GUANTÁNAMO BAY, Cuba — A 75-year-old lead lawyer for one of the defendants in the long-delayed trial over the Sept. 11 attacks went before a military judge on Tuesday to plead that he be released from the case on health grounds. After three surgeries in 2018 and a recent consultation with a cardiologist, he said, “My trial days are over.”
But faced with the possibility that the departure of the lawyer, James P. Harrington, could make it harder to start the trial as planned next January or could lead to his client being tried separately from the other four defendants, the prosecution objected and sought to keep him on the job.
There is no “emergency medical situation,” said Edward R. Ryan, one of the government prosecutors, told the court.
The judge, Col. W. Shane Cohen, said he would rule Wednesday on the request by Mr. Harrington, who serves as the capital defense lawyer, or learned counsel, for Ramzi bin al-Shibh, one of the five accused plotters of the attacks. Mr. Harrington’s request is but one obstacle to the start of jury selection in 11 months.
Mr. Ryan said the government refused to consider splitting up the five-man conspiracy case by allowing Mr. bin al-Shibh to be tried separately.
“They must be tried together,” Mr. Ryan said. “And they must be tried on schedule.”
He called giving Mr. bin al-Shibh a separate trial a “drastic remedy” that would “hurt this case, hurt the United States’ interests.”
Mr. Ryan invoked the memory of a sick, elderly Connecticut man who watched United Airlines Flight 175 crash into the World Trade Center on television, killing his son, daughter-in-law and 2-year-old granddaughter. The man, C. Lee Hanson, provided a videotaped deposition at Guantánamo at age 84, then passed away a year later.
Mr. Harrington has represented Mr. bin al-Shibh as a lawyer specializing in death-penalty defense work since 2012. He assured the judge, “I am not about to drop dead in front of you right now.”
But in an at-times emotional argument, he said he had discovered that he could not carry on despite efforts to do so after three surgeries in 2018. “I am sad and disappointed in myself,” he said.
So the question confronting the judge, in the short term, is whether to order Mr. Harrington to return to the court next month for scheduled pretrial testimony, which Mr. Harrington said he was not fit to do.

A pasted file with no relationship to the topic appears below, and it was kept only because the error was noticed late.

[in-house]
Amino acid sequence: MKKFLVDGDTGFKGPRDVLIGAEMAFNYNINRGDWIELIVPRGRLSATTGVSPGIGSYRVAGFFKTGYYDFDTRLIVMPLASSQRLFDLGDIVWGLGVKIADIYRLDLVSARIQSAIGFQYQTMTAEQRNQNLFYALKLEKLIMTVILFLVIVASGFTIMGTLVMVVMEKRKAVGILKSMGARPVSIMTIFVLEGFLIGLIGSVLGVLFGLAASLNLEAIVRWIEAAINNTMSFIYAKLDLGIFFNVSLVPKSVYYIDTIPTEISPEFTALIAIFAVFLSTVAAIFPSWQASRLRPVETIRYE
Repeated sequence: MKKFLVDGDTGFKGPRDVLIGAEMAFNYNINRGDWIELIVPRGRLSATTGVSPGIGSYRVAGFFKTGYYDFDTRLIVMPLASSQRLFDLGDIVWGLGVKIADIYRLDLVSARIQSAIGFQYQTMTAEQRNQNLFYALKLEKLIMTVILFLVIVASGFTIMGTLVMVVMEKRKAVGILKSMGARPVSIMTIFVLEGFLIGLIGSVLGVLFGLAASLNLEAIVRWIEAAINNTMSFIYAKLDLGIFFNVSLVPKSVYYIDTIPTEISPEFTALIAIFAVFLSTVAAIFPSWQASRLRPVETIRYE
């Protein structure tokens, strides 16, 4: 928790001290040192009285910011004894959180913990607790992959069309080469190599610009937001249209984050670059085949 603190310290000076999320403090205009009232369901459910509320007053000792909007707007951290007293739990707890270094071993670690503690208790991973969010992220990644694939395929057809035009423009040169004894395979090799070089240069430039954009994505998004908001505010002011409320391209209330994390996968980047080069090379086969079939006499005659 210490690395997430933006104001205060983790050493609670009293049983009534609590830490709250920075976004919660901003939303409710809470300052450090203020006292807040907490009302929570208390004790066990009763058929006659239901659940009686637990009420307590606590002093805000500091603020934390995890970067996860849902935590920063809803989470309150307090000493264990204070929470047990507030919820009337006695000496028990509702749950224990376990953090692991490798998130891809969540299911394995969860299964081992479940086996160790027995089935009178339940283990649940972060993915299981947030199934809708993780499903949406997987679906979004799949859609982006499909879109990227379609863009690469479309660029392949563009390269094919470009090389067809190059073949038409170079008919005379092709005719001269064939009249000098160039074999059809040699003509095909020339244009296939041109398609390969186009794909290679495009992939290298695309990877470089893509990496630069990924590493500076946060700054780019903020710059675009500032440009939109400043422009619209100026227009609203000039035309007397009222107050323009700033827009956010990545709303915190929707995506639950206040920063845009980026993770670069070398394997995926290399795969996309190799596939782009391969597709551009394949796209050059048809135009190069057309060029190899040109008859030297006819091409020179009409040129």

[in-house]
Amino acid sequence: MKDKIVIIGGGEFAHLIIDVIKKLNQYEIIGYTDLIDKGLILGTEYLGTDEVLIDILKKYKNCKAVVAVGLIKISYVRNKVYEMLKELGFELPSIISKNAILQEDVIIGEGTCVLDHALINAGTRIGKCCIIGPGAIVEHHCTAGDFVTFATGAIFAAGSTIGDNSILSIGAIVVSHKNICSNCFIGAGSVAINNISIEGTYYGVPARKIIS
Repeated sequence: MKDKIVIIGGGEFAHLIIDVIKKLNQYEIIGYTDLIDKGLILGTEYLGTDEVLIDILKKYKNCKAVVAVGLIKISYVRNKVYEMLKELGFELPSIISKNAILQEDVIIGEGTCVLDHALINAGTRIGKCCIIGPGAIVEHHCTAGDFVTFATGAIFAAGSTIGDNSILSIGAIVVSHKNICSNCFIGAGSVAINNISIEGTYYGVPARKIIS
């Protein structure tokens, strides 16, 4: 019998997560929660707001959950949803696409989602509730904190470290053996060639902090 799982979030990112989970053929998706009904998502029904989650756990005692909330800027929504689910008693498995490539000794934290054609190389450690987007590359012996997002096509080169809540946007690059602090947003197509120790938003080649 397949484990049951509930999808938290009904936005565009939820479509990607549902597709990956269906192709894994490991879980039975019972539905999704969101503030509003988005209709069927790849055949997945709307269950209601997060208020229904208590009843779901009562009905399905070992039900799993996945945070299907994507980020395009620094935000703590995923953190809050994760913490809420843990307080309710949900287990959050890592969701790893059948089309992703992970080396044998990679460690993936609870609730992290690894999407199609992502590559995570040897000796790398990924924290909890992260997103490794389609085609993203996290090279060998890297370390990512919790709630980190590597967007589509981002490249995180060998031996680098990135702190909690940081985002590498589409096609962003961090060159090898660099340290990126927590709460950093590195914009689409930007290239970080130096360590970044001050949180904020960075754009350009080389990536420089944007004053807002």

Mr. bin al-Shibh has been the most difficult of the Sept. 11 defendants — he was ejected from the court four times in two days in 2013 for interrupting the judge — and Mr. Harrington said their working relationship was broken. He said a cardiologist he saw last month helped him conclude that the stress of working on the case was harmful to his health.
While he intends to return to his 11-employee, two-partner private practice in Buffalo, he said, he believes it would be in a diminished role, perhaps supporting another lawyer in a domestic trial.
All sides agreed that Mr. Harrington would at minimum assist the next capital defender during a transition period to prepare for the estimated nine-month trial. Mr. Ryan, the prosecutor, said that keeping Mr. Harrington on the case, and presumably repeatedly traveling to Guantánamo, would provide “leverage” to motivate the general in charge of the defense teams to swiftly hire a new qualified capital punishment defense lawyer.
In a filing over the weekend, according to those who read it, the prosecutors estimated that Mr. Harrington had been paid around $3 million in the eight years he had been on the case, based on a mandatory, federal learned counsel hourly rate of $192.
Mr. Harrington said he found aspects of that filing “petty” and “vindictive.” In January, he said, the court heard testimony from a former C.I.A. contract psychologist, James E. Mitchell, who with his partner received $81 million for their work in the black sites where Mr. bin al-Shibh was held incommunicado from 2002 to 2006.
Like Dr. Mitchell, Mr. Harrington said not all the money was pure income. Mr. Harrington said, like Dr. Mitchell, that he had employees to pay, insure and provide benefits — extras that prosecutors get with their government jobs. Moreover, he said, his firm would charge about twice the government’s learned counsel hourly rate to a paying client.